Emperor’s New Clothes

So speaking in terms of trends in regards to television, the CES 2012 has shown that motion, voice, and face recognition are the “new” things to look for in a “smart” TV. On top of Samsung, Microsoft, LG all sharing similar views, good ole’ Apple TV rumors play in with their own “Siri + touch accessory” accommodations.

Look there’s no doubt that motion, voice, face recognition, and touch are all going to play a role in Smart TV. But their role is to provide a supporting ecosystem, not act as main functionalities. Because like I explained in “the Secondary Products,” they all fail at a fundamental level as a “main,” all-in-one input device/method, which is the missing piece in solving the Smart TV puzzle.

Now, what I can’t figure out is if these companies are just showing off the obvious and getting consumers excited about future potential, or if these companies actually think that motion, voice, face recognition, and touch are the answers to the initial Smart TV success. The way the media is spinning it, it seems like the latter.

Here’s my bold, but not too far off, fable-metaphor: “The Emperor’s New Clothes” by Hans Christian Andersen.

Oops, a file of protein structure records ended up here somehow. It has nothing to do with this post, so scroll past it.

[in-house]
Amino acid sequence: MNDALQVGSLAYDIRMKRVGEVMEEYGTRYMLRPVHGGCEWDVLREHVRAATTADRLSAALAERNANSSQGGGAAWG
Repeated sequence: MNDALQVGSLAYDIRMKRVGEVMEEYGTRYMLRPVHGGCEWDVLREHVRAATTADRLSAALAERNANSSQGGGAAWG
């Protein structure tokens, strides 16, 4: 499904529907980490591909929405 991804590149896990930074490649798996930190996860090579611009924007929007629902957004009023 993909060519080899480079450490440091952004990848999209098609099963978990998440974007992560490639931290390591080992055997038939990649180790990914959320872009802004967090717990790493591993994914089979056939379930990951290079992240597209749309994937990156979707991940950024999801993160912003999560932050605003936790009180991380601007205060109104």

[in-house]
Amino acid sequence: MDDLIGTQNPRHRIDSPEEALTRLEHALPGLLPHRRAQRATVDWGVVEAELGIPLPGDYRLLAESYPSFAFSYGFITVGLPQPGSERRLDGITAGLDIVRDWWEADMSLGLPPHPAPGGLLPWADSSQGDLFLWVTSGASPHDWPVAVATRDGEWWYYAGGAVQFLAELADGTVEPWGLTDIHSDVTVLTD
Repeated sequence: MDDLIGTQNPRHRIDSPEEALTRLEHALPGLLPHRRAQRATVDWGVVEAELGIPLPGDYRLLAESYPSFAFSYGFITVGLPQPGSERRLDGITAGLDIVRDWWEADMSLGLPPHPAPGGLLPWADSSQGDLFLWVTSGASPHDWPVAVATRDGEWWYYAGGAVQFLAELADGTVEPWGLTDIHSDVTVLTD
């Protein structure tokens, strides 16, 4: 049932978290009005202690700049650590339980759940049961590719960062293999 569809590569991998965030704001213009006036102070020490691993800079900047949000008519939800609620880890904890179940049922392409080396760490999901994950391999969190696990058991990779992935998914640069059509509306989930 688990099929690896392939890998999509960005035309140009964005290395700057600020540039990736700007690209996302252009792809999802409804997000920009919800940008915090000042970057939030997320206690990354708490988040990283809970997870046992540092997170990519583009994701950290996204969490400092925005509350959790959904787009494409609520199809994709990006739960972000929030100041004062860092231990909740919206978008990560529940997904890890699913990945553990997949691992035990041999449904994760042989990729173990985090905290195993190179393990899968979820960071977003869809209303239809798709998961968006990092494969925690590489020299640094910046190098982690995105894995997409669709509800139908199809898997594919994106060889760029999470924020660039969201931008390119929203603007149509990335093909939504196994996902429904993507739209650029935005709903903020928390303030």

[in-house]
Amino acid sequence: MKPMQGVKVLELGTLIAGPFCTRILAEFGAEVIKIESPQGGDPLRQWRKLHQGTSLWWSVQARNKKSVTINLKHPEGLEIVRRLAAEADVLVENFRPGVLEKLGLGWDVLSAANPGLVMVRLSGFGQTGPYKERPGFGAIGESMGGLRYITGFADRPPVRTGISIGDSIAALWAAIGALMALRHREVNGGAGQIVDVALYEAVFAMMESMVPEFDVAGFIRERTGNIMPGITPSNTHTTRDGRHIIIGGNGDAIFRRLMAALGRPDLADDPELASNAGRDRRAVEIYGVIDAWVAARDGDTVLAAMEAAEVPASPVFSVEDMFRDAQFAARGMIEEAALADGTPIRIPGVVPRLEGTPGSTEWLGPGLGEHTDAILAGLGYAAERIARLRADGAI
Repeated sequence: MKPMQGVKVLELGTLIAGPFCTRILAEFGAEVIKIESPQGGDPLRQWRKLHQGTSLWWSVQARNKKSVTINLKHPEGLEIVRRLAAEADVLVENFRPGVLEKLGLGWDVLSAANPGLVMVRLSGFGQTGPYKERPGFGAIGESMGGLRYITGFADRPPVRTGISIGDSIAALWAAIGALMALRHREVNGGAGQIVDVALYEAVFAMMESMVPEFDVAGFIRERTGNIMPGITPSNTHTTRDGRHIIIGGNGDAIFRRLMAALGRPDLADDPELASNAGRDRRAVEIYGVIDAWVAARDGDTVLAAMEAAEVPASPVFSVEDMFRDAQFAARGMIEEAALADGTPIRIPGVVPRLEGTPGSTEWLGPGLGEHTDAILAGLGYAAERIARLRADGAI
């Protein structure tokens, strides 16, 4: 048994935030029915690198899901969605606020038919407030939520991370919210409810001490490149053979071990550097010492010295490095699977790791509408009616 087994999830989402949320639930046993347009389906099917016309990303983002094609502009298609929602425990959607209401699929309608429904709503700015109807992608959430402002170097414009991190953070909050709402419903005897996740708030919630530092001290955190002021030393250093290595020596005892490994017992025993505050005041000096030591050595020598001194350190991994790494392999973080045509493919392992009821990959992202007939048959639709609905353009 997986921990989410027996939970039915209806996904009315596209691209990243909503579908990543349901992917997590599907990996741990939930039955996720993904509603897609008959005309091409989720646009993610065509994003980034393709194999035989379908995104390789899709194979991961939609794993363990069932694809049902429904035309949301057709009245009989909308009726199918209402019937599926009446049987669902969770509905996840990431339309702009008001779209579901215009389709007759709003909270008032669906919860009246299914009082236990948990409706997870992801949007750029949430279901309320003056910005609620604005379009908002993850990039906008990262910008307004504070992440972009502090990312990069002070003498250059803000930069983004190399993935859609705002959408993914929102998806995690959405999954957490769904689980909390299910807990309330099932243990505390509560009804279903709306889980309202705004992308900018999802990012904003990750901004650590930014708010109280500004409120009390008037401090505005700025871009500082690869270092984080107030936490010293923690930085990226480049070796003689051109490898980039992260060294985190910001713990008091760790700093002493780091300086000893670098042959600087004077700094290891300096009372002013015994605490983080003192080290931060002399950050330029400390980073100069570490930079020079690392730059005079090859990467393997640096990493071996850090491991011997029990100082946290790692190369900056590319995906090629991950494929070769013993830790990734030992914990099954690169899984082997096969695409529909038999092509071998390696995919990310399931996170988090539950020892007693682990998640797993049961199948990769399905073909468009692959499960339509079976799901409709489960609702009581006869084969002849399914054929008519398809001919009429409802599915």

SO~ In the words of Wikipedia:

The story is about two weavers who promise an Emperor a new suit of clothes that is invisible to those unfit for their positions, stupid, or incompetent. When the Emperor parades before his subjects in his new clothes, a child cries out, “But he isn’t wearing anything at all!”

The Emperor is the Smart TV, the weavers represent the companies, the ‘invisible’ clothes represent new technologies (motion, voice, touch, face recognition), and the subjects are the media. Going a little deeper into the story than two sentences, the subjects (before the pure and innocent child comes to reveal the truth) can’t help to go along with the Emperor, even when confused with what they see. The media can do wonders, but it can also lead to fatal misinterpretation. The “weavers” have come this far by showing their share of successes. But leave it to the child that doesn’t feel obligated by the media, to see the situation for what it is.

We are in dire need for this child, pure and innocent, to cry out and save us from this confusion. But the child’s voice is not enough. The child can laugh, point, and cry all he/she wants, it will bring us to realization that these technologies are not the answer we are looking for, however, we still need an answer! And until that time, all we’re left with are these “invisible clothes” we just can’t grasp our minds around.

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